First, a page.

We arrived in Bobcaygeon in what seemed about an hour later so stopped to take some photos of the canal, when I realized I had forgotten or lost my phone. A quick call led to an answer from Mike who had seen it on our picnic table and was about 5 minutes away so we relaxed, took our shoes off and waited for Mike who arrived to a very positive welcome.
Our foursome was back and we were off to the next control.
The stretch between Kinmount and Lindsay was my least favourite as many of the roads were riddled with potholes. We rode a pace line and called out potholes while choosing the best line. When I say potholes, many of these were large enough to cook a chicken, but there were in clusters as numerous as a commercial hen house. On one stretch we had been riding closer to the centre of the road. This wasn’t a problem on the flat roads where we could see oncoming traffic, and my Garmin Varia would warn of any rearward approaching traffic.
As a car came into view ahead I motioned and moved to the right until the car passed and then checked my left shoulder before moving back to the smoother and more spacious line we had been following for a while.
It looked clear as no one was riding beside me so I moved left but then heard a crash behind me.
Rémi had been half wheeling and caught my rear tire. Unfortunately he didn’t veer left but instead fought to stay straight pushing his front tire against my back and once the contact disengaged he went over the bars.
Mike crashed into him since there was nowhere to go in that instant but fortunately Jocelyn steered clear.
It didn’t look good for Rémi who took some time to get up, but despite some nasty road rash and cuts on his hand he was coherent, conscious of details and eager to continue. Mike had hit his helmet and had some relatively minor scrapes when compared to Rémi but was OK.
A couple of cars stopped and one even offered Rémi a lift to town but he declined despite our encouragement that it would be a sensible thing to do.
After some time, some first aid, and a check that their bikes we were OK we set off again, and although Rémi had been hobbling after his crash he was OK to ride.
We arrived at our 4th control at 300km at 17:44 in Lindsay, and Mike went to pick up some extra tubes at a local bike shop while I went to a Shopper’s and got some bandages and peroxide, along with water for our bottles.
We spent a chunk of time getting Rémi patched up and tried to reason with him that riding wasn’t the best idea since he should seek medical attention, but Rémi was resolute to continue and it’s difficult to tell a older man what he should or shouldn’t do. If I was Rémi, I would have thrown in the towel, but I suspect his tenacity or stubbornness is greater than mine.
We took a break at a coffee shop that Mike recommended which allowed Serg and Victor to catch up, but it felt like the time was passing and we wanted to push on.
Mike hung back once more and we wished him well and set off as a group of three with Rémi, Jocelyn & I. We took a steady pace for Rémi’s sake but the 5th control was only 40km away in Blackstock.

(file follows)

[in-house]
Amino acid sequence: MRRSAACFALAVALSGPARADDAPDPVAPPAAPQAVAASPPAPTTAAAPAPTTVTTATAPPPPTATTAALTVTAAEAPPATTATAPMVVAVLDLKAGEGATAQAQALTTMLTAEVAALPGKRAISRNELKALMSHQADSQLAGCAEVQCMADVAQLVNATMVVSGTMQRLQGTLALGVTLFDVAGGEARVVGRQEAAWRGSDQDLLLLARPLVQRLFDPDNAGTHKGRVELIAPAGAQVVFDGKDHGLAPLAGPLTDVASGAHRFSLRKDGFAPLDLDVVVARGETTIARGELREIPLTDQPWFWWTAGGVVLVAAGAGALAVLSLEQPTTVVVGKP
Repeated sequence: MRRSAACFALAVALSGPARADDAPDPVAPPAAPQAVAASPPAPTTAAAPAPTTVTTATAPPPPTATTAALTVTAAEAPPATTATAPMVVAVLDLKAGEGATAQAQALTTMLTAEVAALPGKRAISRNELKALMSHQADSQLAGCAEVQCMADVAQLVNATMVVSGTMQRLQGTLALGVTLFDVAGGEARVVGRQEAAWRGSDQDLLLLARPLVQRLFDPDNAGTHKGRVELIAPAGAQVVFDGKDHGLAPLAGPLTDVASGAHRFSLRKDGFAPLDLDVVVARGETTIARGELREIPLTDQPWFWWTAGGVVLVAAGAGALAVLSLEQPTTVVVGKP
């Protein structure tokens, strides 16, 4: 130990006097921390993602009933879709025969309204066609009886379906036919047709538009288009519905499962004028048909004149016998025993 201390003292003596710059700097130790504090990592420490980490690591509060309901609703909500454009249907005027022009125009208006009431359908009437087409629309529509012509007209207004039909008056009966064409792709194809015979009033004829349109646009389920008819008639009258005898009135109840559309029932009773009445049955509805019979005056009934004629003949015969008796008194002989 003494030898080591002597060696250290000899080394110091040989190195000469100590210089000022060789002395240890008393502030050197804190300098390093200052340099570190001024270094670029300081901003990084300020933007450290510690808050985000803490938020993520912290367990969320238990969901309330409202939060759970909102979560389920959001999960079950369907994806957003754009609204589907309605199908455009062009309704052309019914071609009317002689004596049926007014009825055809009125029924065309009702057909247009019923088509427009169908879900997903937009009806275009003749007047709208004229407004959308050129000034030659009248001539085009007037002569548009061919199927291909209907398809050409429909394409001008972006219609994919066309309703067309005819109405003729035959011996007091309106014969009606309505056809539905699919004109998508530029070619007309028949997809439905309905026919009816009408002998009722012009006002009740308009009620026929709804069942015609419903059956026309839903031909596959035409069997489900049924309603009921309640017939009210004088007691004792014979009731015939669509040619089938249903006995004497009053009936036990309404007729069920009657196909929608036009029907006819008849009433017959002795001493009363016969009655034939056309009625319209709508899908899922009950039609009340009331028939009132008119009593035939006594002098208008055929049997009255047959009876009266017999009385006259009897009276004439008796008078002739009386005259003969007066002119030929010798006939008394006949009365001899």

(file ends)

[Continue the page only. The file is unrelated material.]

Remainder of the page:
We were about half way to the next control when we almost had another crash as Rémi once again connected with my rear wheel. Some screaming and a locked up wheel brought us to a stop. My fender had gotten quite bent against the friction of the tire, but with some care and effort we manage to bend it back to a ridable state.
This time Rémi’s bike wasn’t so lucky as he snapped his rear derailleur cable in that incident. Having not learnt from the first time about the perils of half wheeling or riding too close, left me somewhat frustrated with Rémi, but also sympathetic that he was struggling. I came to the realization that perhaps our pace was too much for Rémi on that day, and it’s a lesson worth noting to ride within your ability, or ride with others who you know and trust.
After that we arrived at 20:04 to 5th control, which hadn’t been far from Lindsay, which illustrates how much time was lost due to first aid, bike repairs etc.
We had hoped to find perogies there but only frozen ones were available so we opted for the local pizza place. I decided to order a large pizza since even though we’d only need a slice or two, I figured the other guys wouldn’t be far behind and having some food ready would help them save time as the sun was setting. As the boys rolled in we offered them dinner and took off.
We had managed to keep a moving average of slightly over 28km/hr till that point which is a decent pace for over 300km.
Rémi had declined on the Pizza and was ahead of us by about 20 minutes, so we were free to ride at our desired pace and gave chase just for the fun of it and pushed into the sunset enjoying perfect temperatures during the golden hour.
As a rouleur, I throughly enjoyed the rolling hills and took the lead for some stronger pulls, while Jocelyn set an excellent pace on some of the steeper climbs. It’s rides like this where we appreciate a well-established partnership that has developed over many a ride.
We passed Rémi as the night was drawing its blinds while he walked up one of the steeper hills. Knowing he had gotten that far, we left him to finish at his own pace and cruised to the finish arriving at the final control at 22:46 well in time to catch the train.
Mike rolled in with minutes to spare so we all enjoyed some spirited conversation on the train ride back to Toronto.
Despite the crashes it was still a great day.
Reading Rémi’s strava post it turned out that he fractured his collarbone. That man is TOUGH!